In the case of the Stanford MAR multiple object video set, the accuracy is measured according to a combined detection and tracking precision metric. In particular, for each frame, the goal is to correctly detect the portrayed database object and to identify its position within the frame. Each frame of the video sequences is matched against all the database object. Radius match and geometric verification steps are performed as in the case of Stanford MAR dataset scenario. The matching object is the one with the highest number of matches-post-RANSAC. The bounding box for the identified object is obtained by projecting the database object corners according to the homography computed with the RANSAC algorithm at the previous step. Each frame is deemed as correct if the correct object is detected, and if the estimated position is consistent with the ground-truth information. As to the latter, the estimated object position is deemed correct if the displacement between the estimated centroid and the ground truth one is lower than a threshold. We set the value of such a threshold to 10 pixels.

We evaluated the complexity of the feature extraction methods by means of the required CPU time. We performed our tests on a laptop equipped with a 2.5GHz Intel Core i5 processor and 10 GB of RAM.

Figure 2: Energy-Accuracy curves for Stanford MAR dataset.

Results: As an illustrative example, Figure 1 shows the results obtained for the Alicia Keys sequence. The charts also report the results obtained when detection is performed independently on a frame-by-frame basis (full detection) to serve as a reference. We observe that the method using the Intensity Difference Detection Mask (threshold 20) achieves an accuracy level similar to that of full detection ( vs. ), at a reduced computational time (20.5 ms vs. 24.5 ms). As for Temporally Coherent Detector, it leads to a significant loss in terms of accuracy (), while being quite computationally intensive (72 ms on average). While accuracy could be further improved by resorting to matching based on affine warping, this would further increase its complexity. This confirms the fact that this detector was originally designed with the goal of maximizing coding efficiency rather than computational cost. Since this is confirmed also on other test sequences, we do not report additional results for this detector.

It is interesting to observe the energy-accuracy trade-off that can be achieved by varying the threshold used by the algorithms based on detection masks. To this end, Figure 2 compares the performance of Intensity Difference Detection Mask and Keypoint Binning Detection Mask with that of full detection, averaging the results on the Stanford MAR dataset. The two methods based on a detection mask performs on a par, reducing the required computational time by 30% while losing as few as 4 matches.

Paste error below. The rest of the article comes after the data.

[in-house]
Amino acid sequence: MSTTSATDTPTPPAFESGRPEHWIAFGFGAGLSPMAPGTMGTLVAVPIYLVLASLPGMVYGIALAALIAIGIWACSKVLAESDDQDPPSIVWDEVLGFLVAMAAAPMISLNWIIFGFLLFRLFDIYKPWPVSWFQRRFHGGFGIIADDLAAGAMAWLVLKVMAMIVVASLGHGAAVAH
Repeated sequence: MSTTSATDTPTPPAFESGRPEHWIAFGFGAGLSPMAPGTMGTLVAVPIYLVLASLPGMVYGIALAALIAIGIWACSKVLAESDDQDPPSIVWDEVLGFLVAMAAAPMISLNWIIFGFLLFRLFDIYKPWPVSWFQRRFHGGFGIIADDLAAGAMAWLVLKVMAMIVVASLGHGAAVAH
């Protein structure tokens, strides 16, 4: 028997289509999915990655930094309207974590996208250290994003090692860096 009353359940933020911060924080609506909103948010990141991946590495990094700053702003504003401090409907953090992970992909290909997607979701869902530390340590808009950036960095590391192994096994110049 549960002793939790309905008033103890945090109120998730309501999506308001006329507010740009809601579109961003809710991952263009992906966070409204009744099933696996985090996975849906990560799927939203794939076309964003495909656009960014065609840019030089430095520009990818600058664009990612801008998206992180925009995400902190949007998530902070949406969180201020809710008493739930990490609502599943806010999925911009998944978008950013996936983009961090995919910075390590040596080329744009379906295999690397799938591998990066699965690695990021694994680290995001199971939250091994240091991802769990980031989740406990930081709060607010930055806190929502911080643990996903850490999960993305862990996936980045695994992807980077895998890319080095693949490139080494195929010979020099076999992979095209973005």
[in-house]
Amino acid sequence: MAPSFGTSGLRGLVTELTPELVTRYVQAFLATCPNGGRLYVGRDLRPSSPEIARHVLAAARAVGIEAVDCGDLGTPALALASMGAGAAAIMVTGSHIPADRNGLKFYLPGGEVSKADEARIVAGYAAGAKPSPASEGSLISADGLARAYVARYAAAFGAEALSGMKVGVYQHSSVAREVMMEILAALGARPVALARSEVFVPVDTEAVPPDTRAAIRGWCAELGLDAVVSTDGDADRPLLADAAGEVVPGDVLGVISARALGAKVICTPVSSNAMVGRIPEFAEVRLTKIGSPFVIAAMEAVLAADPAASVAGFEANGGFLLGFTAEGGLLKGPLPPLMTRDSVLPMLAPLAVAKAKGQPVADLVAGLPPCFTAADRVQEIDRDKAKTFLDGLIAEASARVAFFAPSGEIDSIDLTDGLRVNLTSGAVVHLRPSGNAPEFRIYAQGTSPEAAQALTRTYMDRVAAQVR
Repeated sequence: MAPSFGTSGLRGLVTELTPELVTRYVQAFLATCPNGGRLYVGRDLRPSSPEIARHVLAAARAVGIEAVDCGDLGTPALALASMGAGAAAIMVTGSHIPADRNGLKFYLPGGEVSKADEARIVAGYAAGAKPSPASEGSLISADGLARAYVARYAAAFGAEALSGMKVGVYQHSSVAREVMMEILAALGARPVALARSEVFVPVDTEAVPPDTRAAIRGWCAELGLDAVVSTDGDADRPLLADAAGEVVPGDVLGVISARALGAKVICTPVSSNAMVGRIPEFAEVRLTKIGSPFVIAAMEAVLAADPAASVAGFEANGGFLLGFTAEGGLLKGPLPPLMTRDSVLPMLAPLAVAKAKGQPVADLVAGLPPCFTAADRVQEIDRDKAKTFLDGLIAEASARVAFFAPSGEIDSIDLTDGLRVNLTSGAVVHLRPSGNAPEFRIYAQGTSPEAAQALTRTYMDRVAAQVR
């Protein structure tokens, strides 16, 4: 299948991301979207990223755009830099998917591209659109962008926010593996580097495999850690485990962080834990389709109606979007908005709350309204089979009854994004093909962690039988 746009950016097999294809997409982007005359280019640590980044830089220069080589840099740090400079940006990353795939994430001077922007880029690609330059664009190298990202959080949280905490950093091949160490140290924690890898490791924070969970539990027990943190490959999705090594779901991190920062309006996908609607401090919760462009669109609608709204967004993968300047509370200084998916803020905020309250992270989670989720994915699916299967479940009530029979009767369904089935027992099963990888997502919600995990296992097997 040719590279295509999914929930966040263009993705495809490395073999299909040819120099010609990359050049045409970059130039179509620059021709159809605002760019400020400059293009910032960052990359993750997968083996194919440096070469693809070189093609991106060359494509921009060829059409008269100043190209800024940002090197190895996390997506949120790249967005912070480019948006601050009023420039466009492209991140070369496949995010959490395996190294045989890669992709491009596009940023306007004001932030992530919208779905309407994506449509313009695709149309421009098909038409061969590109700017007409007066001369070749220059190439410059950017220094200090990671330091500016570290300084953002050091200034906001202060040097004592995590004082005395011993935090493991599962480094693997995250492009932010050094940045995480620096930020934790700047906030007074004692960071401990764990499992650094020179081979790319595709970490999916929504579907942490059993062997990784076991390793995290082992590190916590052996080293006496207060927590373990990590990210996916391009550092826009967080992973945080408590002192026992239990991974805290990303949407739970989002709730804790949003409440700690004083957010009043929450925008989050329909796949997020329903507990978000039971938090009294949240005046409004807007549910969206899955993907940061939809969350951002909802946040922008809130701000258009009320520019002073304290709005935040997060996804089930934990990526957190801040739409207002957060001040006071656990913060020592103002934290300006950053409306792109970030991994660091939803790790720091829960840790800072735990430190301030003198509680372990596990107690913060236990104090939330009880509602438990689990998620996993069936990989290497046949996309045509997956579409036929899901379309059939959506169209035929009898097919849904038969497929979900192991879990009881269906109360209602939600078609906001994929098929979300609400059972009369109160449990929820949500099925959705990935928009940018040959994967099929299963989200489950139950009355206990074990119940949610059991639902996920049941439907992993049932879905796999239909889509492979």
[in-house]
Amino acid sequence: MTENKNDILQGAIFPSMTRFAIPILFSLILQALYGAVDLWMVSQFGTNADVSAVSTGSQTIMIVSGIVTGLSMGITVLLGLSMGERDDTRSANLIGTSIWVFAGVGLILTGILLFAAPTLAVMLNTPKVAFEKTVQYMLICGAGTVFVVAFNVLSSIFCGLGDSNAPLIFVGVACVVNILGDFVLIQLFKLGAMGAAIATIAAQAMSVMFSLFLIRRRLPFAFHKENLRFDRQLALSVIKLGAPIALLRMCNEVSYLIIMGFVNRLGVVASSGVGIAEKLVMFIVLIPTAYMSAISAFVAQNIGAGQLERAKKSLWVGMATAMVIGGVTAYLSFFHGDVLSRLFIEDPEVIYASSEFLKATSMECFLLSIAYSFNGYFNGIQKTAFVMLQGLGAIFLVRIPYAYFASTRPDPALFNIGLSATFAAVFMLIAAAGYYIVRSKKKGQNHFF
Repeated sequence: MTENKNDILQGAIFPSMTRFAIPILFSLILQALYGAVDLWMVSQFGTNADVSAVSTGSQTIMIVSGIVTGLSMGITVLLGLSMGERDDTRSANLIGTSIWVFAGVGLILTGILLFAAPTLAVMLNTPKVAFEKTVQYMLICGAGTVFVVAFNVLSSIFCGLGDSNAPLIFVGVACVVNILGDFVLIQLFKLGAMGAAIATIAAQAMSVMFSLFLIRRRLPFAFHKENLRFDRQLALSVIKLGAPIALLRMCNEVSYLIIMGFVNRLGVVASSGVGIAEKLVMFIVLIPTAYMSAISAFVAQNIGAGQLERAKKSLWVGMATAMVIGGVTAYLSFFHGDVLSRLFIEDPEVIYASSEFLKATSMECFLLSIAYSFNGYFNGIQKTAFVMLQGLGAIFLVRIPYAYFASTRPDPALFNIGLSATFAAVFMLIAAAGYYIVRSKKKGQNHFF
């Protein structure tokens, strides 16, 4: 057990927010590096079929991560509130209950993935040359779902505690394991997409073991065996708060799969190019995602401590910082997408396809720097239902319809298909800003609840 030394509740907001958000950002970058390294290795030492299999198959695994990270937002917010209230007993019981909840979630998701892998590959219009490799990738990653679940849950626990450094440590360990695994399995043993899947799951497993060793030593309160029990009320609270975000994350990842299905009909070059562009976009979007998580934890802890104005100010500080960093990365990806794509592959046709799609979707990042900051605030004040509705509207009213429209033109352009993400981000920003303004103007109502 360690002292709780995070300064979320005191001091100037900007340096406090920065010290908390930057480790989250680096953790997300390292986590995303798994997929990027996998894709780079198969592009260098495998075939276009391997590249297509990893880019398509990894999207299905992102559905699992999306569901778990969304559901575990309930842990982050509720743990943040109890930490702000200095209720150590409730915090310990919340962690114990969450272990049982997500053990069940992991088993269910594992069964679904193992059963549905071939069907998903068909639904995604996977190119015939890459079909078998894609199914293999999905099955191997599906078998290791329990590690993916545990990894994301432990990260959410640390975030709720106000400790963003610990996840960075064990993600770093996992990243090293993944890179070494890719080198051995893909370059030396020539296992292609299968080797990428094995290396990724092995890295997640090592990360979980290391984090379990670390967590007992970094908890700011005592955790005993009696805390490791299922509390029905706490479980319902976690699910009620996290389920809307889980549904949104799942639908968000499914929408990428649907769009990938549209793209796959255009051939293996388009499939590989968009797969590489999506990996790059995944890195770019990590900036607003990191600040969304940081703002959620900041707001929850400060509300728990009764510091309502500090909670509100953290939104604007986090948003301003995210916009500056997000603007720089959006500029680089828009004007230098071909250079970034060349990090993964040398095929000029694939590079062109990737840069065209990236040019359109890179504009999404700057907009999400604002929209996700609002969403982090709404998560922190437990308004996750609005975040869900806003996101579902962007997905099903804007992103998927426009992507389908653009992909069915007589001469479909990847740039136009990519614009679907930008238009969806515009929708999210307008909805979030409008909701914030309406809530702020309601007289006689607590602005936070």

Furthermore, we tested our approach based on a Detection Mask on the Rome Landmark Dataset. Figure 3 compares the results of Intensity Difference Detection Mask with that of full detection, showing that computational time can be reduced by about 35% without affecting task accuracy. Furthermore, the feature extraction process can be speeded un by 3 times at the cost of 0.03% lower Mean Average Precision.

Finally, the results of our fast detection algorithms on the Stanford MAR multiple object video set are reported in Figure 4. The computational time can be be reduced up to 40% without significantly impairing object detection and tracking performance.

Figure 3: Energy-Accuracy curve for the Rome Landmark dataset, when using the Intensity Difference Detection Mask in order to reduce the detection area and with different values for the thresholding parameter. The computational time for each frame can be reduced from 28ms to 18ms, without significantly affecting the accuracy of the task.
Figure 4: Energy-Accuracy curves for the Stanford MAR multiple object sequences.

5 Conclusions

In this paper we presented a method for fast keypoint detection in video sequences based on Detection Masks. Results show that the proposed approach allows for a reduction in terms of computational complexity of up to 35% without significantly impair task performance. In our future investigation we plan to further improve the Detection Mask building process, by introducing more sophisticated yet computationally efficient solutions.